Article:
Velodrome comes up gold

Leaders are singing the Avantidrome's praises

AARON LEAMAN
Last updated 08:24 12/08/2014
avantidrome
PETER DRURY/Fairfax NZ

HOT FORM: New Zealand’s track cycling squad go through their paces during a training run. From left, Dylan Kennett, Pieter Bulling, Marc Ryan and Shane Archbold.

	 DOUBLE HAPPINESS: Sam Webster won two golds in Glasgow.
BRUCE MERCER/Fairfax NZ
DOUBLE HAPPINESS: Sam Webster won two golds in Glasgow.

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Waikato's multimillion-dollar punt on the Cambridge Avantidrome is paying off, with New Zealand riders excelling on the world stage.

Cycling was the standout sport at the Commonwealth Games in Glasgow, snaring 15 medals - including six gold.

But it's not just cycling's elite who are singing the Avantidrome's praises, with Waikato leaders saying the $28.5 million facility was having a major positive spin off for the wider community.

Waikato regional councillor Lois Livingston said cycling's strong showing at the Glasgow Games, plus growing numbers of people taking up the sport, vindicated the council's $6m Avantidrome grant.

Waikato was now regarded as the cycling hub of New Zealand.

"It wasn't an easy decision politically at the time to make the grant but definitely I feel vindicated," Livingston said.

"It would have been crazy not to invest in it. The Avantidrome is a bit like the Claudelands Event Centre in that it will only get better now people release what a wonderful venue it is.

"As city fathers and mothers you have to try and make these things happen so the city and region can grow."

Waipa Mayor Jim Mylchreest said 80 per cent of the velodrome track hours were taken up by community groups, while the adjacent Gallagher bike skills park was popular with young riders.

Mylchreest said Waipa District Council's decision to grant $1m to the venue was the right one.

"If I had been on council at the time I would have supported it. From Waipa's point of view, a $1m investment to get a $28m asset build in the district was a no-brainer," he said.

Home of Cycling Charitable Trust chief executive Geoff Balme said the Avantidrome was a world-class cycling environment where champions inspired the wider community.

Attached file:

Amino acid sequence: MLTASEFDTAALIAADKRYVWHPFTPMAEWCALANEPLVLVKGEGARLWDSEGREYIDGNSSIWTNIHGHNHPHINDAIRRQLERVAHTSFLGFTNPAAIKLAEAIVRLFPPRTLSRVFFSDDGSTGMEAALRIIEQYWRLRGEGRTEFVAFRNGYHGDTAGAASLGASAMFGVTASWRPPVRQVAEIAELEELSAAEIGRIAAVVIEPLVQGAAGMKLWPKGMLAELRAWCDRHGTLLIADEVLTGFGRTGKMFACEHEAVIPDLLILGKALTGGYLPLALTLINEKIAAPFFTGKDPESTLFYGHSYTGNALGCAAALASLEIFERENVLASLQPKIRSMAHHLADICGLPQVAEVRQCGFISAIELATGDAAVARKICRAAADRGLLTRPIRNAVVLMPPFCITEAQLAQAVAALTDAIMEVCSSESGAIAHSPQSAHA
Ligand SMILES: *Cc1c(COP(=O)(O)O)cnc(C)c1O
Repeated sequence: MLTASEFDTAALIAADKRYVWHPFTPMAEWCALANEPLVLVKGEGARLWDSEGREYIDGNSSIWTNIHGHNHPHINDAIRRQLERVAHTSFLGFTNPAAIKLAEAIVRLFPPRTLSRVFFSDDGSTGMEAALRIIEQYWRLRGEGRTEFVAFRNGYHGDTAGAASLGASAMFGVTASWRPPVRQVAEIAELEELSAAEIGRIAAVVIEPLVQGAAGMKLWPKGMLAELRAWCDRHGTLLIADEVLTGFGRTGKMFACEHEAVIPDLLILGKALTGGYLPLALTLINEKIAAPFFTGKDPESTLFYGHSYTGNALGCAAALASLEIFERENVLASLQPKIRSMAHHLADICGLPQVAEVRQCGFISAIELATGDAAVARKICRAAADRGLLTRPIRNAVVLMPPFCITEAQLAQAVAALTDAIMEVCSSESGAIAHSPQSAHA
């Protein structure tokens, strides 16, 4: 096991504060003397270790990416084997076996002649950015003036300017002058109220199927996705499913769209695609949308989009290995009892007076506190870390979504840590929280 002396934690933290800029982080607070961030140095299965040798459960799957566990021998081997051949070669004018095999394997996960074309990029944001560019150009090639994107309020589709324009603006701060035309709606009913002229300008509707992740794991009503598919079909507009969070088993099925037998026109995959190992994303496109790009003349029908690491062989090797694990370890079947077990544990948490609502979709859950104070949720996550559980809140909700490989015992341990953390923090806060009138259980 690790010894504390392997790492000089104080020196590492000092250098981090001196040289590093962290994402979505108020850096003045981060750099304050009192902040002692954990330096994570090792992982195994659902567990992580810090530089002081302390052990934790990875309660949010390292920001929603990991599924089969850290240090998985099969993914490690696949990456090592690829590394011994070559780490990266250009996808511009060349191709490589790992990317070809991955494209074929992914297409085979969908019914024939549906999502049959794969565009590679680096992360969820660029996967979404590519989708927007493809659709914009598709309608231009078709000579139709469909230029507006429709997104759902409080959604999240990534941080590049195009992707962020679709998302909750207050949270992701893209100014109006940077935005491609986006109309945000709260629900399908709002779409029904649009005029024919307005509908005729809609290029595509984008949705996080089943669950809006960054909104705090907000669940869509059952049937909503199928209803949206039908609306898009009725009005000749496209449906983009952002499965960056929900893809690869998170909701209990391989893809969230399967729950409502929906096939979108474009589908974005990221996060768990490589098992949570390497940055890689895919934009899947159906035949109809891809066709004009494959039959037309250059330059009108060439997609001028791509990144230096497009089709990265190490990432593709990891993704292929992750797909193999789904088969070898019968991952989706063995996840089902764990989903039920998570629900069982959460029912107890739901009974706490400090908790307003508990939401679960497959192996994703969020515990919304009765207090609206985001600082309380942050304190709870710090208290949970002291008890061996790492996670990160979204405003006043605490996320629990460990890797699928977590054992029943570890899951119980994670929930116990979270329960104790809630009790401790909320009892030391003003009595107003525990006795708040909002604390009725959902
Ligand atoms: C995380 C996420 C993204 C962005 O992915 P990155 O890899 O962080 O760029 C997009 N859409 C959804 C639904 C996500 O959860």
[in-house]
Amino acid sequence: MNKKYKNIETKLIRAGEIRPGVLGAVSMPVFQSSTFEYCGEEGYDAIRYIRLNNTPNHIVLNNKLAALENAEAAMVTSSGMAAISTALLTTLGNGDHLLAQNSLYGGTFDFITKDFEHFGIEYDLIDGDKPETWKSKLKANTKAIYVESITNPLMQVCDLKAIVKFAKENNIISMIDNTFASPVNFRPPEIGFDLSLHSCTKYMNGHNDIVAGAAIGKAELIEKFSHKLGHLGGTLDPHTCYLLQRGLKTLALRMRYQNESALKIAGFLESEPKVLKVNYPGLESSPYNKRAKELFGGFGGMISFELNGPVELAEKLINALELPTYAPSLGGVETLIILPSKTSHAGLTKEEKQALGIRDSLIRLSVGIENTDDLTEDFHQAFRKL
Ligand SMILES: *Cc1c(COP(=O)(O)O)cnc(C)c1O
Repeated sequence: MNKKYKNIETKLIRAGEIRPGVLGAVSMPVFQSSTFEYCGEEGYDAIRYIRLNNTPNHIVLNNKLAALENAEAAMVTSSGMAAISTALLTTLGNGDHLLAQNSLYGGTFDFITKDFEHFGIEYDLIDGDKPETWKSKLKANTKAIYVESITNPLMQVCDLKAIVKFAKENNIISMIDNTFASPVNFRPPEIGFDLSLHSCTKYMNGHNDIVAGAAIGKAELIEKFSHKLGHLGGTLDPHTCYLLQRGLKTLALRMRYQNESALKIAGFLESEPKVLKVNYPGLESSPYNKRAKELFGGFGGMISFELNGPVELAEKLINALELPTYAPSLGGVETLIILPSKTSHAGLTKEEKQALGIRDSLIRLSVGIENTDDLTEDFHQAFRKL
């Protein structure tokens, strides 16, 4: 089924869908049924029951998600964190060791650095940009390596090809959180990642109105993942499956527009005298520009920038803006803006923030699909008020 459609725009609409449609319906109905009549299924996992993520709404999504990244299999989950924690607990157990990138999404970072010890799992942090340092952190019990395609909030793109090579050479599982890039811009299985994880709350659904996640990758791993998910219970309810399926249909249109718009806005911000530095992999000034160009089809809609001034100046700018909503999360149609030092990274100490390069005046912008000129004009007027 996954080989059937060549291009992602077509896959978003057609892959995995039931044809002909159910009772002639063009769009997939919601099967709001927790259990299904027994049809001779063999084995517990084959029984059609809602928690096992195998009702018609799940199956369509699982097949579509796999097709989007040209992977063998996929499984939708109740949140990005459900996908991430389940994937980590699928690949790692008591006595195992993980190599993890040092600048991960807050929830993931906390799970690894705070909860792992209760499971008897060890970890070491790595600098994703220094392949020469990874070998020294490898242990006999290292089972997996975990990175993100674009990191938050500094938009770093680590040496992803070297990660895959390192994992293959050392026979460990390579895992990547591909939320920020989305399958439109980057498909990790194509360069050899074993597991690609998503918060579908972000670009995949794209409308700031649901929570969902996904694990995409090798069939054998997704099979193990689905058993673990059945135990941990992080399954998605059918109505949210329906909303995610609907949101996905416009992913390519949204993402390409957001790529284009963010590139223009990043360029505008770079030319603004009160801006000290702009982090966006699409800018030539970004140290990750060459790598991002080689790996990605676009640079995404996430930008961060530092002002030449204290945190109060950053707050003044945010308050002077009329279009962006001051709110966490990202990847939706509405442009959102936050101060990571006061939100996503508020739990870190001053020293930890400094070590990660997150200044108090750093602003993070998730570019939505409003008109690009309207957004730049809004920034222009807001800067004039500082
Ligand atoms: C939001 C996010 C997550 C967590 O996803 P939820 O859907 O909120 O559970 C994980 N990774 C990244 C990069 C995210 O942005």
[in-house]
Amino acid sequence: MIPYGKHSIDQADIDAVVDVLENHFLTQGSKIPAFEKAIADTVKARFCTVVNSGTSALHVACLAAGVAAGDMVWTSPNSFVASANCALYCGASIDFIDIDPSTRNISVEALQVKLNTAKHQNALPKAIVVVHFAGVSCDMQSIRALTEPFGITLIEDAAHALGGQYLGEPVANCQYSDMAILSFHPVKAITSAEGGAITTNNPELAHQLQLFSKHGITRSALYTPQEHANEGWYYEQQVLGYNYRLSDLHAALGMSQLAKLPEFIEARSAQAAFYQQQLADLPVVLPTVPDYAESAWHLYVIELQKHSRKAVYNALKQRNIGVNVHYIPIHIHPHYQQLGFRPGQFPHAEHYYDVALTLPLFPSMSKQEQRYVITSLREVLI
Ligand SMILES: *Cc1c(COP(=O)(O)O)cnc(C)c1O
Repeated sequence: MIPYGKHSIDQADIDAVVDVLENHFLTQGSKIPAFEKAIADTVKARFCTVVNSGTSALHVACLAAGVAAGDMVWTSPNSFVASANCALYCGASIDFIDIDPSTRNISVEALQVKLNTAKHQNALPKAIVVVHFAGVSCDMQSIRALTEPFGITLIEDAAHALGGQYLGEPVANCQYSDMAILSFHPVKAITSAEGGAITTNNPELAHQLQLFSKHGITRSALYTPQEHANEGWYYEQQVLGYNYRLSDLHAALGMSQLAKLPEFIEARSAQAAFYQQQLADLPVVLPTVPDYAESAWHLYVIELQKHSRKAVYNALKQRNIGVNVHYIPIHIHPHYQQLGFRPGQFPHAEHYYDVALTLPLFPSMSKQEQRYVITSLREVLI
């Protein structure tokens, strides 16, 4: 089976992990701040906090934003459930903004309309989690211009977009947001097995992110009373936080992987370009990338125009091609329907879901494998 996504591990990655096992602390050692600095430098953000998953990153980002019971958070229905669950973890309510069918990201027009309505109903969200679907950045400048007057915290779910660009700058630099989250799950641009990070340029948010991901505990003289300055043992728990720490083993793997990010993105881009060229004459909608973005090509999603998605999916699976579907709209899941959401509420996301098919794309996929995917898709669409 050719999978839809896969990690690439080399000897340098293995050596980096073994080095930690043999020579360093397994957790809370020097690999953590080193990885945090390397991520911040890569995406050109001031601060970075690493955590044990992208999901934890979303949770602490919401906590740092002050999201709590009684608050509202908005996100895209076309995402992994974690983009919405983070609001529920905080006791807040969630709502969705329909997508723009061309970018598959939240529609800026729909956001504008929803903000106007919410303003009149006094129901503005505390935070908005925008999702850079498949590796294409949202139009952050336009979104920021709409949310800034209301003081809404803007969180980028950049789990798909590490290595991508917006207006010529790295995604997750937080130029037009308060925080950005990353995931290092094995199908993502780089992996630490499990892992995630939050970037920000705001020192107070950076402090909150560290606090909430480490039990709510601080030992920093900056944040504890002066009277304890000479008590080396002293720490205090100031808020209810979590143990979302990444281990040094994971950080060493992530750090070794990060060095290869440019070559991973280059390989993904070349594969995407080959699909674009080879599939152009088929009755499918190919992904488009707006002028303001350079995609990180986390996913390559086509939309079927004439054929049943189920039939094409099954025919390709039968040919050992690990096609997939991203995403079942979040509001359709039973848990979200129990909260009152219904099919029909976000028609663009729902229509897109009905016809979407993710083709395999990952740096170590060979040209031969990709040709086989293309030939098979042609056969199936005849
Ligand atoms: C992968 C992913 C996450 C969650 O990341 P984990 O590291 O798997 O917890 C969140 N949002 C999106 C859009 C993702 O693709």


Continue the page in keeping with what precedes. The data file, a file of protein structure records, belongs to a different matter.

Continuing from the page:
Having Waikato-based riders excel on the world stage encouraged the public to take up cycling, with people from as far away as Auckland, Tauranga and Taupo visiting the venue.

"People have worked out now that when the BikeNZ athletes are in residence if they come to the Avantidrome in the afternoon there is a very good chance they will see BikeNZ athletes training in their black and silver fern kit, going fast and riding at the very top of the track," Balme said.

Regional councillor Jane Hennebry and her Rates Control team opposed the regional council's $6m Avantidrome grant.

She said the Avantidrome did not represent council core business.

"Everybody loves a medal but unfortunately the Government keeps devolving more things down to ratepayers. We're not anti-velodrome but we don't think ratepayers should have helped pay for it."

Sport Waikato chief executive Matthew Cooper said the Avantidrome was a world class facility which the public could access at an affordable rate. New Zealand's top performing riders would inspire the next generation of cyclists.

"We need inspiration first, role models, and that leads to aspiration. We have this in an abundance with our Waikato-based HP [high performance] athletes," Cooper said.

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With the Rio Olympic Games less than two years away, expectations were building for another cycling medal rush.

High Performance Sport New Zealand chief executive Alex Baumann said New Zealand cycling's 15 medals at the Commonwealth Games against a highly competitive field "bodes well for the future".

BikeNZ was a tier one targeted sport with a well-developed high performance programme and talented athletes and coaches.

"Bike NZ's recent results show they are tracking well towards Rio and we do believe that bike will be among the medallists at the Olympic Games," Baumann said. "Everything has to come together on the day and BikeNZ certainly delivered in Glasgow and across different disciplines - on the track, on the road and in mountain biking."

BikeNZ high performance director Mark Elliott said cycling's funding was targeted toward delivering three medals at the Olympics, including a gold. New Zealander riders had won a number of bronze and silver medals over the past two Olympics and the challenge for athletes to was to "take the next step" and grab gold.

"The Avantidrome has allowed us to bring all our key athletes and performance staff and coaches together," Elliott said.

"The great thing about the Avantidrome is it's not just a world class high performance facility but the public can access it too. That allows you to create momentum and cycling is a sport you can do whether you're five years old or 85 years old."

aaron.leaman@fairfaxmedia.co.nz

- Waikato Times

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